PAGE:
in a normal mode, using a first sensor to determine a first distance from the first sensor to a first side of an object, using a second sensor to determine a second distance from the second sensor to a second side of the object, using a third sensor to determine a third distance from the third sensor to a platform, wherein the sensors are used to determine the thickness of the object; and
in a calibration mode, a displacement-measuring device is used to calibrate the sensors, wherein the platform is operably connected to a translation device to move the platform with respect to the sensors and operably connected to the displacement-measuring device to determine the displacement of the platform.
10. The method of claim 9, wherein the first and second sensors are laser sensors.
11. The method of claim 9, wherein the third sensor is an RF coil sensor.
12. The method of claim 9, wherein during normal operation the third sensor senses through the object.
13. The method of claim 9, wherein the displacement measuring device is a linear variable differential transformer.
14. The method of claim 9, wherein during the calibration mode a stepper motor translates the platform.
15. The method of claim 9, wherein a sliding mechanism connects the platform is used to translate the platform with respect to the second sensor.
16. The method of claim 9, wherein during normal mode the processor is used to calculate the thickness.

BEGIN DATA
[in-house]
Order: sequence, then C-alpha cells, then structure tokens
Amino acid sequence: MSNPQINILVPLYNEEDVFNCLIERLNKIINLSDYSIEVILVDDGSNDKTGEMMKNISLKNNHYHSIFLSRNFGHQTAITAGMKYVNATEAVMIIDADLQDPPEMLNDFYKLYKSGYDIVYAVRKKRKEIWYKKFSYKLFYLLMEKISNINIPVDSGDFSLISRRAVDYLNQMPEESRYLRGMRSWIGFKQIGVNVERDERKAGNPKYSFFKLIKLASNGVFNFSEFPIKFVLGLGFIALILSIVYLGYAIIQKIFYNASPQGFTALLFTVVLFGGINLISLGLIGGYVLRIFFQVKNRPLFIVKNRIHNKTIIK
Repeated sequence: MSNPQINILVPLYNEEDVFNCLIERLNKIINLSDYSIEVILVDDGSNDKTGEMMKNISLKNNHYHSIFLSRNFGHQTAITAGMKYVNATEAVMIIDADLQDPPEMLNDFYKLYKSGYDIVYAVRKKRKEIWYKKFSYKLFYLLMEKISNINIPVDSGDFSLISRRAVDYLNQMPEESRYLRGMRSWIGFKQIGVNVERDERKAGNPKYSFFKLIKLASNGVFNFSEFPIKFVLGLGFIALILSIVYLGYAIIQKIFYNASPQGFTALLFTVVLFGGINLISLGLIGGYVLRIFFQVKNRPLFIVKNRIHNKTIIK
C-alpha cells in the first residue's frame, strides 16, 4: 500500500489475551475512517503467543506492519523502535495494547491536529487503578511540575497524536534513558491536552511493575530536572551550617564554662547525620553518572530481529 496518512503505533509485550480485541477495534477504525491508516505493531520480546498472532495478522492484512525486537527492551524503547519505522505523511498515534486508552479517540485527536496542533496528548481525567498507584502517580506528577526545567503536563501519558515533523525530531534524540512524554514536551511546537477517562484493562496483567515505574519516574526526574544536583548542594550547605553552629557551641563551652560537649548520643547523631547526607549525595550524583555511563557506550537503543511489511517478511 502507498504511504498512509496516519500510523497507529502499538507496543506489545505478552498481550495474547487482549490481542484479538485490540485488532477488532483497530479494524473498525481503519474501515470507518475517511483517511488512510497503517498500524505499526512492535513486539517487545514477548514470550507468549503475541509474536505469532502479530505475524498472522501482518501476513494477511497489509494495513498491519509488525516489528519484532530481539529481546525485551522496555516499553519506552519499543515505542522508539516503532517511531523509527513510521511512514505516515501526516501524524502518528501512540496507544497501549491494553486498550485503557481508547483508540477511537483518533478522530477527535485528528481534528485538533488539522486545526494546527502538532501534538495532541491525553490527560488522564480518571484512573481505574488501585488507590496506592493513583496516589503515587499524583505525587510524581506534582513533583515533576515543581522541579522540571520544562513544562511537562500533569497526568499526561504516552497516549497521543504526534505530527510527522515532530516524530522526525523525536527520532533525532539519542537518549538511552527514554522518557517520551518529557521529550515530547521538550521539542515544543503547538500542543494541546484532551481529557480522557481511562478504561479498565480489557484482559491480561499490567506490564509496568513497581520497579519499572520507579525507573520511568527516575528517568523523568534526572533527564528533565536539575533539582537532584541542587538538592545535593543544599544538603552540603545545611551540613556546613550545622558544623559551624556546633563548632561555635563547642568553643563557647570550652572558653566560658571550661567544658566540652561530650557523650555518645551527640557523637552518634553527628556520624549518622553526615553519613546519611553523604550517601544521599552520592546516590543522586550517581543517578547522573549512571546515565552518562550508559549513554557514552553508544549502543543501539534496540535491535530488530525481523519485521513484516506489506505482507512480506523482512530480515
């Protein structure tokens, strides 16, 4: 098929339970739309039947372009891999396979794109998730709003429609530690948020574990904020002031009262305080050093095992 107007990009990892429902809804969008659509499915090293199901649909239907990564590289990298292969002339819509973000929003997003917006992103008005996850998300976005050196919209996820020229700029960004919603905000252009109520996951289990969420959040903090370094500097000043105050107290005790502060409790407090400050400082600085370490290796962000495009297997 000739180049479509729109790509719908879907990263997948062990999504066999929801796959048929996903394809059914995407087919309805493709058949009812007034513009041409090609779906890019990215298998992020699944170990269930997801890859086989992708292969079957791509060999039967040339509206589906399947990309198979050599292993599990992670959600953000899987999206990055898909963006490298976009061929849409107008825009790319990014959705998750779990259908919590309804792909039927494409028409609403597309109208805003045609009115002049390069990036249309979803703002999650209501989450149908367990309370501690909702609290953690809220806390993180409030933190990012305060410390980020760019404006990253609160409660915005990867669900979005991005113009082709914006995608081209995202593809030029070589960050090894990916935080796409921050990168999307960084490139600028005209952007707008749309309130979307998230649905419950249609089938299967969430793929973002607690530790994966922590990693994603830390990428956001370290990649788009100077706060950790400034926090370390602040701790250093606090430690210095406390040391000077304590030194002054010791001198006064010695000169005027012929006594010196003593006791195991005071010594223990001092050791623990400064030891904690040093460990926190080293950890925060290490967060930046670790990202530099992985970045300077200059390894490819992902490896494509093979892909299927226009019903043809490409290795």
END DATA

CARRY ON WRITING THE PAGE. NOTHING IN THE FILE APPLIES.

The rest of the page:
17. The method of claim 16, wherein the calculator uses the calibration offsets in the determination of the thickness.
Description
FIELD OF THE INVENTION

The present invention relates generally to non-contacting, thickness measurements using a caliper sensor.

BACKGROUND

Multiple methods exist for measuring the thickness of moving sheet such a paper. One common method is a direct thickness measurement using contacting guides, which skim along the two surfaces of the sheet. Since this method contacts the sheets, the method is limited by the strength of the material being measured. With fragile sheets such as tissue, there is a tendency for contacting gauge to snag the sheet surface causing flaws in the sheet or causing the sheet to tear. Additionally, sheets can damage the caliber sensor due to abrasion. Additionally the accuracy of the contacting is reduced as contaminants are built up on the contacting elements, which can occur with coating sheets containing recycled materials.

Another common method is a non-contacting inferential method in which radiation absorption by the sheet is used to determine the thickness of the sheet. The disadvantage of using the inferential thickness measurement with radiation absorption is that if the density of the sheet is not as predicted there can be errors in the calculated thickness.

A number of systems suggest the use of lasers to measure the thickness of moving web. Such laser systems are described in the U.S. Pat. No. 5,210,593 to Kramer and U.S. Pat. No. 4,276,480 to Watson. In such system the laser source on both sides of the web are used to determine a distance on one side of the sheet. The distances are added together and the result is subtracted from a known distance value between the two lasers to determine the sheet thickness.